By Chloe Aiello
As former Vice President Joe Biden kicks off his long-awaited presidential campaign, he's already got one major advantage over other candidates, and he has a name: President Barack Obama.
"His entire appeal is, 'You guys like Barack Obama right? We all like Barack Obama? Well I'm here to continue his legacy,'" said Alex Roarty, a politics reporter for McClatchy in D.C. "And who better to continue his legacy than not only his former vice president but his close personal friend?"
Biden officially announced his bid for Democratic nominee for president on Thursday morning, confirming months of speculation about his potential run. He made the announcement in a video posted on social media in which he characterizes President Trump's presidency as a scourge to "everything that has made America America."
"I believe history will look back at four years under this president and all he embraces as an aberrant moment in time," Biden said in the video. "If we give Donald Trump eight years in the White House, he will forever and fundamentally alter the character of this nation ー who we are and I cannot stand by and watch that happen."
Trump for his part responded to the announcement on Twitter, welcoming "Sleepy Joe" to the race and questioning (what else?) his intelligence.
"I only hope you have the intelligence, long in doubt, to wage a successful primary campaign. It will be nasty ー you will be dealing with people who truly have some very sick & demented ideas. But if you make it, I will see you at the Starting Gate," Trump wrote on Twitter.
Despite that Biden only just announced his candidacy, he has been polling ahead for months, according to Real Clear Politics, thanks at least in part to his ー and Obama's ー name recognition.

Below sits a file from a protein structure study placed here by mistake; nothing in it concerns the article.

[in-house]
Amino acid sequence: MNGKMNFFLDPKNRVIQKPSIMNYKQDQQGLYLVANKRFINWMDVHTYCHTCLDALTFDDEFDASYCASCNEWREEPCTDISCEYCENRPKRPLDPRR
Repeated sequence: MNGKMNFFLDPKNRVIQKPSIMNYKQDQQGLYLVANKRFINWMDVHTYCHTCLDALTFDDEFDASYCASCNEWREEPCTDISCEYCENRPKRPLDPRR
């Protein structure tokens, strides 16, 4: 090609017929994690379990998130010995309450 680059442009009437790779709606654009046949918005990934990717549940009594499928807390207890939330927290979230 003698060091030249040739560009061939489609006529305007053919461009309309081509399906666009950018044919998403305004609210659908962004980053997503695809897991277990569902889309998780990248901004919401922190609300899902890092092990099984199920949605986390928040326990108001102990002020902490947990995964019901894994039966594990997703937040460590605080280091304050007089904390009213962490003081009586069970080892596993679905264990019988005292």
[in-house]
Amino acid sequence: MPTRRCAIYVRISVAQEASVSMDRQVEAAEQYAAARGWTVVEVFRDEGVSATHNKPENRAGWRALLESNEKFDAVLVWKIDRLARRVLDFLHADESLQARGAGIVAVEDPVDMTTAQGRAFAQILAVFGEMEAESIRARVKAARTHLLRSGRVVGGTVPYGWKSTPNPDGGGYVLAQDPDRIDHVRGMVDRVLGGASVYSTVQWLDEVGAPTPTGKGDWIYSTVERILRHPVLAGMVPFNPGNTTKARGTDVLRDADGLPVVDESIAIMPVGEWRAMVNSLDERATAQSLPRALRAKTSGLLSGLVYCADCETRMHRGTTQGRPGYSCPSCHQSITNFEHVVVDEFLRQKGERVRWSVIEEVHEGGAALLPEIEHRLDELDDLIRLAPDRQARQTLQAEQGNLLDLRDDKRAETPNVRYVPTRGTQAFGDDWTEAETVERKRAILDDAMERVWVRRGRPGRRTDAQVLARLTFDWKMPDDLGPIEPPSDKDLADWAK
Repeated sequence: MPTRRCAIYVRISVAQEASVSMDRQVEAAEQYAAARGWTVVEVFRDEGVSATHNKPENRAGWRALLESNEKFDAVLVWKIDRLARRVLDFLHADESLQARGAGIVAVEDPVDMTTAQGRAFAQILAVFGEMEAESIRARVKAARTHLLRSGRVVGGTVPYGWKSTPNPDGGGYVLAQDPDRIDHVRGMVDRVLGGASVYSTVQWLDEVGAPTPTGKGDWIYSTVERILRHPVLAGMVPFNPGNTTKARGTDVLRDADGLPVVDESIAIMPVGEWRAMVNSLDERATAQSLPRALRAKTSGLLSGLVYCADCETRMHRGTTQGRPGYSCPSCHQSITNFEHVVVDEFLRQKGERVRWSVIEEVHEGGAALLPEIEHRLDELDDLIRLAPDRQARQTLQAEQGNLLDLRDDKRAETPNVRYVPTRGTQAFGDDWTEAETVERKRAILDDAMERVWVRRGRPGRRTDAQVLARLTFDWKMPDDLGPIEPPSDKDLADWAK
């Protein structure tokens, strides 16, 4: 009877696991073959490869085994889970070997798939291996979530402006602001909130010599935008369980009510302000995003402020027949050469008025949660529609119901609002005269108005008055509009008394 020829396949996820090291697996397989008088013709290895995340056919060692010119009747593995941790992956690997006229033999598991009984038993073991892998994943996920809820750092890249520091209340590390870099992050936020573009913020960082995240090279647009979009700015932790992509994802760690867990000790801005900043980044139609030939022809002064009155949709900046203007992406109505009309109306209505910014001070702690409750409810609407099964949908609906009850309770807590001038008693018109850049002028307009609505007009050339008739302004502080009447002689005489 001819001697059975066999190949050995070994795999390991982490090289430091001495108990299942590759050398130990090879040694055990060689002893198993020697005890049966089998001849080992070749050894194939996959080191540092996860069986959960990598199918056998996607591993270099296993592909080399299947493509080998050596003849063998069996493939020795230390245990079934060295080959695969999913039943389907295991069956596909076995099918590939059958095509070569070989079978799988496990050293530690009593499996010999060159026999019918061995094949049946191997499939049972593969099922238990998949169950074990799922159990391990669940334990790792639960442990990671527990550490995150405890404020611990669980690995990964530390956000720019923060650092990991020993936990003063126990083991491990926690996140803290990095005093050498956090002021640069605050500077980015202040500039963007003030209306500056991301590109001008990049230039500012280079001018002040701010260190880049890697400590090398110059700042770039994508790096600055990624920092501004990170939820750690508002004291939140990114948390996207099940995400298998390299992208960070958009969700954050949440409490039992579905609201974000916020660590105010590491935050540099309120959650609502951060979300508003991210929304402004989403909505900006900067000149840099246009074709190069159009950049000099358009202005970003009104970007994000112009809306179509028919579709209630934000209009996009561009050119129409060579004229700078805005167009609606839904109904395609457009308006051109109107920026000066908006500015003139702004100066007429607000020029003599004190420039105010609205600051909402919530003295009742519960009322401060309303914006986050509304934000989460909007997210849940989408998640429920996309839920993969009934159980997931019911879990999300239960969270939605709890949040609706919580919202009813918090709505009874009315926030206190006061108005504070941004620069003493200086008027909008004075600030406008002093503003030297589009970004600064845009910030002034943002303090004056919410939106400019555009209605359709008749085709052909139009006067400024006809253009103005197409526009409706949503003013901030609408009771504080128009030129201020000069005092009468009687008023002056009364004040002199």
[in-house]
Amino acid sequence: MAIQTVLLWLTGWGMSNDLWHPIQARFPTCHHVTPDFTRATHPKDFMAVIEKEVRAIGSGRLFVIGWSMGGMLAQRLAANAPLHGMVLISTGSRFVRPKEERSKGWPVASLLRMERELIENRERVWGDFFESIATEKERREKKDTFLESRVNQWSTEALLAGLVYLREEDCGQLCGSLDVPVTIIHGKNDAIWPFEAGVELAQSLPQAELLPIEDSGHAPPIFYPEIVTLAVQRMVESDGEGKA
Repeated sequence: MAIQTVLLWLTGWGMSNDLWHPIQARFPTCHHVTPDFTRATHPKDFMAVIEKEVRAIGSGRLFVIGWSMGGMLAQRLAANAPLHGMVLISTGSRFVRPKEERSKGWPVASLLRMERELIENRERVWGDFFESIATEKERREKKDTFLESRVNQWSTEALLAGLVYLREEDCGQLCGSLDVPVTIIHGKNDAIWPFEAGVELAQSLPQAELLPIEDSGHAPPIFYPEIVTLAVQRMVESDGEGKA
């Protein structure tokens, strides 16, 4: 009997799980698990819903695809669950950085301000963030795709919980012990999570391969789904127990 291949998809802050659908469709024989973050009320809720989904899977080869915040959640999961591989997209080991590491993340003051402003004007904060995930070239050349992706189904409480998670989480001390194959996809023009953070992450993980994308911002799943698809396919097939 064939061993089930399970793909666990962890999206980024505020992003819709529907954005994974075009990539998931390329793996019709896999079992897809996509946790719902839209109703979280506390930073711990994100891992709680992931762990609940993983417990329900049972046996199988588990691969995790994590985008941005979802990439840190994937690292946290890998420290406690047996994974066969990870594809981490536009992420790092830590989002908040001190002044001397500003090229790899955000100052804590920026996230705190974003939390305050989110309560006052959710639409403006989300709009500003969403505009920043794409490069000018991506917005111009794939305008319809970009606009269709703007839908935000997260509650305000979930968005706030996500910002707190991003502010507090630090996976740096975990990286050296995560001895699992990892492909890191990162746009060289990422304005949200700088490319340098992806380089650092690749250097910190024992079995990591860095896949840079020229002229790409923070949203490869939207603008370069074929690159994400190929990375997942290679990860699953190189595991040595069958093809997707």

"It's no surprise that Biden is calling himself an Obama-Biden Democrat. You don't hear that from a lot of other candidates right now," Roarty said.
Despite a diverse field of candidates, Biden seems to have maintained a grip on African American voters, many of whom supported Obama in the past. But still there is speculation as to whether Biden will have the support he needs from an increasingly progressive base of Democratic voters responsible for putting rising stars like Rep. Alexandria Ocasio-Cortez (D-N.Y.) in office.
Either way, the first 24 hours of Biden's campaign, like those of other candidates, will prove critical as he attempts flex his fundraising clout. And unlike many progressive candidates, he'll be relying on more traditional forms of fundraising from larger, wealthy donors.
"We've seen the rise of the smaller donor. He doesn't have the sort of pull on the progressive base. He's got to do it old school, he has to show that old method of raising money still works," Roarty said.